Sunday, February 15, 2009


A small group of us got together yesterday - at last - to sing madrigals. We had a lovely time,but I don't know much about music history and theory, so today I thought I'd look up madrigals, and try once more to get my head round the terms polyphony and monophony. We're talking Wikipedia time again.

OK. Now I know what a madrigal is, but the other two terms just won't stick. I expect, though, that once I've sung more of each - with people who do know what they mean - and I've heard and felt how they fit together, then I'll get it. (In my wanderings, I also found homophony and heterophony. Who thinks of these words????????)

Anyway, there were five of us, three proper musicians who could sight read music, and knew their sharps from their naturals (and their troubadors from their jongleurs), and two of us who just like singing. We met in a living room, with a piano, had some tea (Yup, all English!) and had a go at three songs. The female voices were straightforward - one soprano and one alto (me). But one of the three guys, basically all tenors, though one was more baritone, had to sing bass. Whatever - it worked. Four part harmony. It's still very very rough, but we were so chuffed with ourselves.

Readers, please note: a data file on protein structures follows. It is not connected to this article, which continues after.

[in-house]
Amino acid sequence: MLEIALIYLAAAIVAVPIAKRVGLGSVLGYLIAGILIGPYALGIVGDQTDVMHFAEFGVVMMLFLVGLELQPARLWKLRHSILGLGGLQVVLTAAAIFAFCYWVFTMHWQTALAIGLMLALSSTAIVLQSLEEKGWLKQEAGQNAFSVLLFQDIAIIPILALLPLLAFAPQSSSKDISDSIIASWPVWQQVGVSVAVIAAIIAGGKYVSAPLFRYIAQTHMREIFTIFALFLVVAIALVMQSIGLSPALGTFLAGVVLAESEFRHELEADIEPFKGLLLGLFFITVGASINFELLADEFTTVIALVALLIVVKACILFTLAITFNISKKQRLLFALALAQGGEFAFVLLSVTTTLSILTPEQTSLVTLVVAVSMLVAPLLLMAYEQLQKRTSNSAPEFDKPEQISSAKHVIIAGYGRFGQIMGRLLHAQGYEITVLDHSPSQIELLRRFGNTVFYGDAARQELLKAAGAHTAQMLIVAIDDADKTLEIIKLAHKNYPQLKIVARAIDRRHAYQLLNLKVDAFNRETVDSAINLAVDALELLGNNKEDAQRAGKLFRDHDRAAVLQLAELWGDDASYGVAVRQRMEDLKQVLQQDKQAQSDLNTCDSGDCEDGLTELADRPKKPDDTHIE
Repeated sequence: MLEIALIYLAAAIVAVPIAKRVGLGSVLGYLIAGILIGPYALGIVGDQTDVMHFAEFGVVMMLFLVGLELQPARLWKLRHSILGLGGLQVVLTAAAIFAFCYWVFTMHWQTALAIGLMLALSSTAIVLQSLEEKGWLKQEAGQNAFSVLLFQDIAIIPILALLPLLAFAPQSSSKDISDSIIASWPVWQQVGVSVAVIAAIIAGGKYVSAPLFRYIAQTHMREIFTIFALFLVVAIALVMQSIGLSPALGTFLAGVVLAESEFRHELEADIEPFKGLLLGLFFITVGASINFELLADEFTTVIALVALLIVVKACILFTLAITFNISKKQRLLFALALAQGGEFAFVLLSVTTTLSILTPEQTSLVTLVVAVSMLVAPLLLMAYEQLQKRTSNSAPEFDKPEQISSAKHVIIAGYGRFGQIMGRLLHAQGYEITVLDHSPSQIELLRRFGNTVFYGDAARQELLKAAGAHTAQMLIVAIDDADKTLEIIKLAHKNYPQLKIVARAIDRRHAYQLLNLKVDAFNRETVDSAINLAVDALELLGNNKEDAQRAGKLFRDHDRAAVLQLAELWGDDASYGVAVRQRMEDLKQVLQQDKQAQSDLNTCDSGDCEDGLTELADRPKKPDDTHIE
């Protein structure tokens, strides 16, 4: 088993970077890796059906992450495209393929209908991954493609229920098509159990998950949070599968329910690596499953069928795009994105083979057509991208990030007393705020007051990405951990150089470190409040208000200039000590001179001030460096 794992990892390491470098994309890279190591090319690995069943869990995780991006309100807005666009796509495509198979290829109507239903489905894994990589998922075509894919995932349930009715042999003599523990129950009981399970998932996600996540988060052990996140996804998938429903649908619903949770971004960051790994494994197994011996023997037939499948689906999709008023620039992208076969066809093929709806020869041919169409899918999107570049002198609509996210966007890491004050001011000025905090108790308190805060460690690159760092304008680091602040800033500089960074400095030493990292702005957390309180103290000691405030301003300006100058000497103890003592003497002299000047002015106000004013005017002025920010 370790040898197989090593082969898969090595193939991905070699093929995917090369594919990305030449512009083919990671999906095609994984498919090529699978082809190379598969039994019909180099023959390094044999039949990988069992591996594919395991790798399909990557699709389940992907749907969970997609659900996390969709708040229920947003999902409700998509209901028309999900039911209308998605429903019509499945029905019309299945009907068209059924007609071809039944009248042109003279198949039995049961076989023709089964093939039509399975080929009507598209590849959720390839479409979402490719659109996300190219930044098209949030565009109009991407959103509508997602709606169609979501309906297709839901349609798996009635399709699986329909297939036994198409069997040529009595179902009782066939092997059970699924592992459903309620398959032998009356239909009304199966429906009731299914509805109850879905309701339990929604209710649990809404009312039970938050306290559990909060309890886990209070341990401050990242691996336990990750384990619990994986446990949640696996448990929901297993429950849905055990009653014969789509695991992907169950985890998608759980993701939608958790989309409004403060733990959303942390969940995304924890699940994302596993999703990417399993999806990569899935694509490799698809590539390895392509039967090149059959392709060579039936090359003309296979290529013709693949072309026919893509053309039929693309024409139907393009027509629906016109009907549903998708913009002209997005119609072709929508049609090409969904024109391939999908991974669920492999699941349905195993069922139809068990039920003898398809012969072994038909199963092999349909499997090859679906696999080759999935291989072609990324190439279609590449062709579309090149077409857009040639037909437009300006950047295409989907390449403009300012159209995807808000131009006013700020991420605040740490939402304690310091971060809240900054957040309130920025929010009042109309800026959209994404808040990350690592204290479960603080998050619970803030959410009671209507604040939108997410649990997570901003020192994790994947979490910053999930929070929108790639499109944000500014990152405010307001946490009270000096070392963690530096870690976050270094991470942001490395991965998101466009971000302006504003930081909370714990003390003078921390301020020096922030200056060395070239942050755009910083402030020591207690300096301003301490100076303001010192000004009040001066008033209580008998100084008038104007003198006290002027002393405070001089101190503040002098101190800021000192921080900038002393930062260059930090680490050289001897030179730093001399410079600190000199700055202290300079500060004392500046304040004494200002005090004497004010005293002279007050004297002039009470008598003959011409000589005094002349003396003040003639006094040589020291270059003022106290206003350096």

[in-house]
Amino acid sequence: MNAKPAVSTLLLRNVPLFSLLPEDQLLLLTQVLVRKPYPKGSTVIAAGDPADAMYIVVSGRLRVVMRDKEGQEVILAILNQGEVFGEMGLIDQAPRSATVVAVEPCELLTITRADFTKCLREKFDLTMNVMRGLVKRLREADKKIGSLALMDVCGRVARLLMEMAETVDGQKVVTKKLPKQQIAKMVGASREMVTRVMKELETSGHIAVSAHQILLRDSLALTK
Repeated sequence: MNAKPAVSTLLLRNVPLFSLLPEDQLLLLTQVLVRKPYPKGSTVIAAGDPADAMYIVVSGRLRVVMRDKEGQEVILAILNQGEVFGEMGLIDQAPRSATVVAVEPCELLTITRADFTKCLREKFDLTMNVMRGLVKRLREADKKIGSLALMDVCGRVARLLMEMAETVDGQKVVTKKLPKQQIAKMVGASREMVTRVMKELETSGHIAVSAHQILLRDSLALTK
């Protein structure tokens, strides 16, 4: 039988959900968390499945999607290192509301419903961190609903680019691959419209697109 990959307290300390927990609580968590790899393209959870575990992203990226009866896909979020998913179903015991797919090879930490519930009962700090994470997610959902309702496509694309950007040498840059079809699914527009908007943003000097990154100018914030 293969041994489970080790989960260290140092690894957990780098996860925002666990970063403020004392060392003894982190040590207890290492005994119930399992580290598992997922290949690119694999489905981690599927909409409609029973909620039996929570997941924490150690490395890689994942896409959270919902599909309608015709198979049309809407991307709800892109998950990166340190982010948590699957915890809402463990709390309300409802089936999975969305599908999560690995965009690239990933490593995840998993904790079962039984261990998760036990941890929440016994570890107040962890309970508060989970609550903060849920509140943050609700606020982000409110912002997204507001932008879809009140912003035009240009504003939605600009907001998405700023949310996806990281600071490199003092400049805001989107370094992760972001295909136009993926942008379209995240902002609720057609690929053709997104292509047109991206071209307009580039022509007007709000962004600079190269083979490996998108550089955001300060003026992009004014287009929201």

I found several interpretations of all three on Youtube. They definitely won't help me remember the alto line, but I did enjoy hearing what different groups have done with these songs.

I'm not sure about the frocks, or Gandalf, but this is great fun to sing. It's a walking song for pilgrims climbing up to the Monastery of Montserrat near Barcelona. Most of the other groups sang it much more slowly, and once you've seen the location of the monastery, you'll know why....

Then there was Locus iste (This place was made by God), by the nineteenth century Austrian composer Anton Bruckner. The men practised in the kitchen, leaving us women with the piano in the living room. Next week, we might even try putting it all together.

And a Thomas Morley madrigal, Now is the month of maying, which sounds absolutely manic when taken at speed, but at a rhythm more suited to - maying - suggests all sorts of fun! Morley was a contemporary of Shakespeare, and they may have known each other.

Typical Tudor frock.......

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